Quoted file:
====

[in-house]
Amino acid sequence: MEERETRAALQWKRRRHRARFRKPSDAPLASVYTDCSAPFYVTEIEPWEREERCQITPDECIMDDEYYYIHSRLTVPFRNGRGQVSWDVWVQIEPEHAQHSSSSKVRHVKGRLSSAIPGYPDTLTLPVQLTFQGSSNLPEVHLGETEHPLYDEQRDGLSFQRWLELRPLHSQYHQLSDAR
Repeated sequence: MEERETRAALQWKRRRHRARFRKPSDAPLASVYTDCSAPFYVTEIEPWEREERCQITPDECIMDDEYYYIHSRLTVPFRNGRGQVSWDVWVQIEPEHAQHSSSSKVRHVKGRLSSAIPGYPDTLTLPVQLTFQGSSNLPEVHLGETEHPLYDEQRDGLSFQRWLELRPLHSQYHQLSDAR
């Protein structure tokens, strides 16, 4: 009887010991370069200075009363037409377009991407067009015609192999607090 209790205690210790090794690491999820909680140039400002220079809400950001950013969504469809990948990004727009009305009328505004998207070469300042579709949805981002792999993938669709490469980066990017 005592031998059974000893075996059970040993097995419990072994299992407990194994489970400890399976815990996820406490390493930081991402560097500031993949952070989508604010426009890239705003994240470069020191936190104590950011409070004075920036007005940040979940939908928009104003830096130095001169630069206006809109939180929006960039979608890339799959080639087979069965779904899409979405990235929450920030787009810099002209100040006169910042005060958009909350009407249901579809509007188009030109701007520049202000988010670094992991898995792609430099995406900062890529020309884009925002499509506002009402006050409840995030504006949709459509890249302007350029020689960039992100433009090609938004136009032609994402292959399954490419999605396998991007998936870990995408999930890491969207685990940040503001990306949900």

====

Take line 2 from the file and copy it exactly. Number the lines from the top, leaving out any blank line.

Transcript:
Amino acid sequence: MEERETRAALQWKRRRHRARFRKPSDAPLASVYTDCSAPFYVTEIEPWEREERCQITPDECIMDDEYYYIHSRLTVPFRNGRGQVSWDVWVQIEPEHAQHSSSSKVRHVKGRLSSAIPGYPDTLTLPVQLTFQGSSNLPEVHLGETEHPLYDEQRDGLSFQRWLELRPLHSQYHQLSDAR